BOAT BUYER’S CHECKLIST (PDF Version here)
This checklist is written by Joe Coons, Past Commodore, for Members of the Bellingham Yacht Club, for those persons considering purchase of a boat. It is based upon his personal experience as a boat broker for four years in the Bellingham area, as well as his experience owning five boats from 26 to 43 feet in size.
- What do you want the boat for? Cruising, racing, fishing, commuting? As you define this need, it should help you determine your goals for speeds, comfort, operating economy, length of vessel, and general vessel floor plan.
- Who many will be with you when you’re away from the dock? You will need seating and/or bunks and heads to accommodate your passengers. Did you allow for privacy?
- What are the physical and/or knowledge/experience limitations of your crew? If this is your first boat, be sure to select one within your skill levels. If you (or many of your passengers) have difficulty with mobility, select a vessel that’s easy to get around. If you aren’t a handy person with tools, or if you have little time for it, don’t get a boat that will need a lot of maintenance.
- What is your budget? Does it make sense? Does it include everything? A boat’s costs fall generally into three categories: Capital cost, the cost of buying the boat; Annual expenses, such things as moorage and shore power, insurance, and registration fees; and variable costs, including fuel, maintenance, improvements, charts, etc. After you add these up, including a “reserve for contingencies”, is boating going to be worth it? Would you just do better to charter someone else’s boat each year, and have no continuing burden? Have you lined up/financing? Do you have a place to keep the boat?
By this time, if you still want a boat, you should have determined what style, size, and price range you are looking for. Time to get started.
- Select a broker or dealer, even though you may elect to buy privately later on! Pick someone you are comfortable with. Happily, all the Bellingham brokerages are reputable, as are the small-boat dealers. Remember, a broker is like a realtor. his commission is paid by the seller. His time investment in you only is paid for if you buy through him, so be thoughtful and stick with him until you buy if you can!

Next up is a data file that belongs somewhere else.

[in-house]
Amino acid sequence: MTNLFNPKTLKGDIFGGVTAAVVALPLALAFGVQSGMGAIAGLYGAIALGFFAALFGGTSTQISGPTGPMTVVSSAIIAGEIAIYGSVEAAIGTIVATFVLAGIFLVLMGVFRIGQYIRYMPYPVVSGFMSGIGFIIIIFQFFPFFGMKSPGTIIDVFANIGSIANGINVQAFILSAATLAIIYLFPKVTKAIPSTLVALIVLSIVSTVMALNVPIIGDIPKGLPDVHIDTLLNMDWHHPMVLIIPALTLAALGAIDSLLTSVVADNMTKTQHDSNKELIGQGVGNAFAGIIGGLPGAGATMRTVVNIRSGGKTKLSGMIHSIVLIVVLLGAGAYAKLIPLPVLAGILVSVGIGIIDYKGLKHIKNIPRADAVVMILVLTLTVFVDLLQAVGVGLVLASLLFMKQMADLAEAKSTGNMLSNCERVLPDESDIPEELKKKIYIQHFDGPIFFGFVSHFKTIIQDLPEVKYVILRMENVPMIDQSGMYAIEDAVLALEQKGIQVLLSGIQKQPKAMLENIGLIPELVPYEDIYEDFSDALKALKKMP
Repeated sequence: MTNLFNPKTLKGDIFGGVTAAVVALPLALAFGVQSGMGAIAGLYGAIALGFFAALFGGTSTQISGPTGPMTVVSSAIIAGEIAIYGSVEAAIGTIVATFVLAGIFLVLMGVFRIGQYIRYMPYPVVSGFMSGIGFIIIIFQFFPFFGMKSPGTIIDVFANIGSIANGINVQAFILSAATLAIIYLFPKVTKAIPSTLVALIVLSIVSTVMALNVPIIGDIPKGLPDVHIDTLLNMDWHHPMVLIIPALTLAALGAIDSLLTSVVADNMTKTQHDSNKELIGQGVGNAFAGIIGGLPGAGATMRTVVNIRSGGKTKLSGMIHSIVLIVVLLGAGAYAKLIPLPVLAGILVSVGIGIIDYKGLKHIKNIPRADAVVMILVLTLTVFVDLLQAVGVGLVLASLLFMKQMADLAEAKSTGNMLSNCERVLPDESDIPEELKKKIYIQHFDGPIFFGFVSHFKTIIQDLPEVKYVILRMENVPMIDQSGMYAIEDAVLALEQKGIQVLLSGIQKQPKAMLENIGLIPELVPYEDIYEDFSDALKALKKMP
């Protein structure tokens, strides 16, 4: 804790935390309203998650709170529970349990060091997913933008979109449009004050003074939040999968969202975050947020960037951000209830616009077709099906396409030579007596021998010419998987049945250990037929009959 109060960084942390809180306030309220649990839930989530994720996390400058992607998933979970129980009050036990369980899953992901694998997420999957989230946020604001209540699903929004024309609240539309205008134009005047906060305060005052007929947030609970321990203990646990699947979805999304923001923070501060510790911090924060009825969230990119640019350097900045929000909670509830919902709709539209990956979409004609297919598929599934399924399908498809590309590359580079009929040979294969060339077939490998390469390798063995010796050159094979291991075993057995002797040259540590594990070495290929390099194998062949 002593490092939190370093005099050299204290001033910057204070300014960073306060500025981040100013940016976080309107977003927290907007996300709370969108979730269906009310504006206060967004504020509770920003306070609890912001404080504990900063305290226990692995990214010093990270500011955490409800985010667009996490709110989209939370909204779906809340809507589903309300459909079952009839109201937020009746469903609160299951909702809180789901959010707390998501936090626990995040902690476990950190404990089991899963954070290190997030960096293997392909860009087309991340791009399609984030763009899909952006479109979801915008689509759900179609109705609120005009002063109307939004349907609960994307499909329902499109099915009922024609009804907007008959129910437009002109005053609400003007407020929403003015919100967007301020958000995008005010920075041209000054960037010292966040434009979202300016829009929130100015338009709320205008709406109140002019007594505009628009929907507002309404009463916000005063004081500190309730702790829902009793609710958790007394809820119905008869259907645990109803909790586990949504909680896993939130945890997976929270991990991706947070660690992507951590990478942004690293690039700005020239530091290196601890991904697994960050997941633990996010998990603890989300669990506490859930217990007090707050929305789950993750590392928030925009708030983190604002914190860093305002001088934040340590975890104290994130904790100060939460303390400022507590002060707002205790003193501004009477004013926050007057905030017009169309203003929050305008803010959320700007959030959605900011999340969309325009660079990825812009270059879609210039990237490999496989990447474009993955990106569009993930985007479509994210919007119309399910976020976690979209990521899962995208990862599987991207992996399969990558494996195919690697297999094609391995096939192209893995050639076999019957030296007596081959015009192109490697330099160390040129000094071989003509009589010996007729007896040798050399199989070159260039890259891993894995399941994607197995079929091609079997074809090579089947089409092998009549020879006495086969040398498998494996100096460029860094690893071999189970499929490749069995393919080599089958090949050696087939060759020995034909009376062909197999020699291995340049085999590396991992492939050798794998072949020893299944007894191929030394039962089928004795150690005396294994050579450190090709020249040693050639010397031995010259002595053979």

- Have your broker evaluate your answers to items (1) -(4) above, and make suggestions to you. Give him time to set up “showings” of boats at a convenient time. Arrange to bring your “first mate” with you to the showings. Your broker should listen carefully to you during this time. ff he has his own agenda, tell him you want to talk to another broker/dealer. You want someone that is helpful and positive about your needs, not just trying to “sell” you. And the more your mate is involved, the more positive he/she will be about the whole process.
- Take plenty of time for showings, even make a day of it! For most people, buying a boat is a very big expense: it’s worth taking time to do it well! Bring a still camera and/or video camera to the showings, as well as a note pad for details you’ll want to remember.
- After each showing, spend a minute or two on a specific evaluation of your reaction to the vessel, and keep some notes. Saying “I liked this about that boat” will help you define both to yourself and your broker a better guide to the next boat to see, or skip seeing! You should be adding to your list of “needs” and “don’t needs”! (OVER)
- Now that you’ve spent some time with a broker, look at the trade publications. Keep searching for the “perfect boat”. You’re educating yourself about boats, and as your knowledge grows, your decisions will get better. If you see a boat your broker hasn’t told you about, tell him you’ve noted it and could be interested, what does he think?
Let’s assume you’ve found the “perfect boat”. What to do next?